Mahmoud Abu Holy, a cattle trader in the Gaza Strip, should see his busiest season of the year during the Eid al-Adha festival. But many of the folks who ordinarily would purchase a sheep or a goat to sacrifice on the Muslim festival have left due to rising prices.
Abu Holy claims he cannot afford to lower prices due to the skyrocketing cost of animal feed, which is a result of the Ukraine crisis, which has shaken up the world’s agricultural markets, just a few days before Eid al-Adha begins on Saturday.
At the Khan Younis market in southern Gaza, Abu Holy remarked, “We stand here the whole day without selling any of our animals.”
When Mohammad Issa, 24, learned how much a sheep would cost, he made the decision not to purchase. He explained, “Last year I paid $300 for a sacrifice, today I found out it would cost $500 or $600 so I decided I wouldn’t do it.
One of Islam’s two major holidays, Eid al-Adha, is the culmination of the annual haj pilgrimage. During this time, Muslims sacrifice animals in remembrance of Abraham, also known as Ibrahim, who was willing to sacrifice his son at God’s order. Meat is frequently given to the less fortunate.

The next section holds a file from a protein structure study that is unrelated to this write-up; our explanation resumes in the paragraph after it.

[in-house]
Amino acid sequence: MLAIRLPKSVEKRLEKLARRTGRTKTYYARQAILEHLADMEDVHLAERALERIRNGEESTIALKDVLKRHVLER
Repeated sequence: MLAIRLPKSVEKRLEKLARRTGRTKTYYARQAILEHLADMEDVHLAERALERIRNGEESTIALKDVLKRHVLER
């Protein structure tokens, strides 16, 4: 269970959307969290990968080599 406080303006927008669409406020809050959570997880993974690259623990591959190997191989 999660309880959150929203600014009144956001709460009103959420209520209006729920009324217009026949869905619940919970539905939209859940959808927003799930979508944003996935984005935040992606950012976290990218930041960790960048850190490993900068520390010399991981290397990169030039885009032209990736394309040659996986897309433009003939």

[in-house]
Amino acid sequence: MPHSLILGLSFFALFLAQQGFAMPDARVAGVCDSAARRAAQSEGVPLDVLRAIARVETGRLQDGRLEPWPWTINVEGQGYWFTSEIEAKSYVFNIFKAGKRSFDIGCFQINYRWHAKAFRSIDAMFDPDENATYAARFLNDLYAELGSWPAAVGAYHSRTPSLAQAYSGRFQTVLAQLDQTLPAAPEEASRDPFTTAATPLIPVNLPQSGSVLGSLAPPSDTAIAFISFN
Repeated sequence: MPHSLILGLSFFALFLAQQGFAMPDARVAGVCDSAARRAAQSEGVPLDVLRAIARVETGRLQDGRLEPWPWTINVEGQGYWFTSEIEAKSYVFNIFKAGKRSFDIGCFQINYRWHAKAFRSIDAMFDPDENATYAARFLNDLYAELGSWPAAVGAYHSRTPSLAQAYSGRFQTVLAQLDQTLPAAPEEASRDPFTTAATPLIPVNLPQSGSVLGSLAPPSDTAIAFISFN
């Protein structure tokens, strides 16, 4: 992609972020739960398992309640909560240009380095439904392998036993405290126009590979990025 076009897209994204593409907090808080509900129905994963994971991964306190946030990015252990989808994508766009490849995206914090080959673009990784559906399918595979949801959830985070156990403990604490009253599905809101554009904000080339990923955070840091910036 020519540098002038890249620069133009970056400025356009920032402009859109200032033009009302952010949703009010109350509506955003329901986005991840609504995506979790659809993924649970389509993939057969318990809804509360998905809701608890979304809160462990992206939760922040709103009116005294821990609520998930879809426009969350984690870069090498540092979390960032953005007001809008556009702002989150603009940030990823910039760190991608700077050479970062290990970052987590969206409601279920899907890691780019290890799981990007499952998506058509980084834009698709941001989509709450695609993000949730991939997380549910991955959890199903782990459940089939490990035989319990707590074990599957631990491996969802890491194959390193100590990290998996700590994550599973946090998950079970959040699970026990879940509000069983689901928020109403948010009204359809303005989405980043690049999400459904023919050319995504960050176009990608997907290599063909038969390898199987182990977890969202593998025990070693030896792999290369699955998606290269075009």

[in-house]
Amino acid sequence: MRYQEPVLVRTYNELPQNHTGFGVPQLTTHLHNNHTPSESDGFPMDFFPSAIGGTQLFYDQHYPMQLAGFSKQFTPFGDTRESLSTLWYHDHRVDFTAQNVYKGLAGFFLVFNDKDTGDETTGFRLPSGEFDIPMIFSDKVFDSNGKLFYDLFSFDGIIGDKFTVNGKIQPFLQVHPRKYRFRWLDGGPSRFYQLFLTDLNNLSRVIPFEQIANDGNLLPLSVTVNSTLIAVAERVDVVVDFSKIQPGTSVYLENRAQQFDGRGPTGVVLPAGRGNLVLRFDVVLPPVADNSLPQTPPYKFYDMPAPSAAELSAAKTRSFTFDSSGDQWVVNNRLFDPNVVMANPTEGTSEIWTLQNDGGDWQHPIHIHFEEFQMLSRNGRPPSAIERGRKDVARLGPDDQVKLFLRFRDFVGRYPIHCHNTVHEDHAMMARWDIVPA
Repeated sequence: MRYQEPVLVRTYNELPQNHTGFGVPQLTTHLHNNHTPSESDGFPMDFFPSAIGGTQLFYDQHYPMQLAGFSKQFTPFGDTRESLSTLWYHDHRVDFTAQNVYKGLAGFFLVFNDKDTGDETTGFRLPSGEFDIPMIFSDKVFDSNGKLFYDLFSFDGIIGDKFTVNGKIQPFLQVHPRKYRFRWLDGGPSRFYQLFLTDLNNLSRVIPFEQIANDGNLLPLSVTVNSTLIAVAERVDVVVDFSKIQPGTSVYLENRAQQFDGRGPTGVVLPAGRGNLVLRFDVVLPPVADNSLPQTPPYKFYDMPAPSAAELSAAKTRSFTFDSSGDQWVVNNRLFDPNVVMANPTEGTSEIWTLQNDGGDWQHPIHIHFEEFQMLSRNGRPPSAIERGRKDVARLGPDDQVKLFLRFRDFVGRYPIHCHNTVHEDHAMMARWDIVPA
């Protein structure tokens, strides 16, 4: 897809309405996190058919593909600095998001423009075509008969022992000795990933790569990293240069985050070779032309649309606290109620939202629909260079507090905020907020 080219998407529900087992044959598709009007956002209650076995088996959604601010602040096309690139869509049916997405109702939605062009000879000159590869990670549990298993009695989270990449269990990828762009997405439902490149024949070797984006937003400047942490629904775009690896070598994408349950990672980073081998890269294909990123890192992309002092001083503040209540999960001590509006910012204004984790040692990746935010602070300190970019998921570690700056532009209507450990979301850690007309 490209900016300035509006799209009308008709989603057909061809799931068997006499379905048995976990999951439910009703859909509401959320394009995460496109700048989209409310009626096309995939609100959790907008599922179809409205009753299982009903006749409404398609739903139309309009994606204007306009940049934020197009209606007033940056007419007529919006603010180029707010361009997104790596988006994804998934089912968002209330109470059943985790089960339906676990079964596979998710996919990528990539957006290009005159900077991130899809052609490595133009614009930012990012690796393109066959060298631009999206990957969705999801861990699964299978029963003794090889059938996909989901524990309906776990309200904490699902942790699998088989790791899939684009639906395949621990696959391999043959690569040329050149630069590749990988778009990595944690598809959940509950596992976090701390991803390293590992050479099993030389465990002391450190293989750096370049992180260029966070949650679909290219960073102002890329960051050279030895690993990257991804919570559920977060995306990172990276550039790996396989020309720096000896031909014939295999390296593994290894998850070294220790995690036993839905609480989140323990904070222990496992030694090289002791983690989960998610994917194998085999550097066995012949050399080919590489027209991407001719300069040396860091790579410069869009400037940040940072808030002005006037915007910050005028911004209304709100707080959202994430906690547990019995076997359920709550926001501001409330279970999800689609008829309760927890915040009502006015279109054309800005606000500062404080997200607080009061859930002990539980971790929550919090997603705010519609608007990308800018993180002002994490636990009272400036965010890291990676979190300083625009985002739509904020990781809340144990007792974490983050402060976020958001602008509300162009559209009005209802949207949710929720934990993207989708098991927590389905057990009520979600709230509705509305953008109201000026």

The impact of the Ukraine crisis, which has increased pressure on already high global food prices, is reflected in the fact that this year, people in several Arab countries claim higher prices mean they cannot afford the significant custom.
“I arrived to look at the prices and see whether we could buy. But compared to last year, the costs are absurdly high “In Sanaa, Yemen, where a truce earlier this year has provided relief from seven years of war but millions still suffer famine, Hamoud al-Asri made the statement.
I’m getting out because I can’t afford it.
The most populous nation in the Arab world, Egypt, has the highest market prices for sheep, which have increased by 50% to 90 Egyptian pounds ($4.77) a kilo. “We are unable to locate purchasers. What else should I do given that I can sell the kilogram for 70 pounds but still need to locate a buyer? “asked he.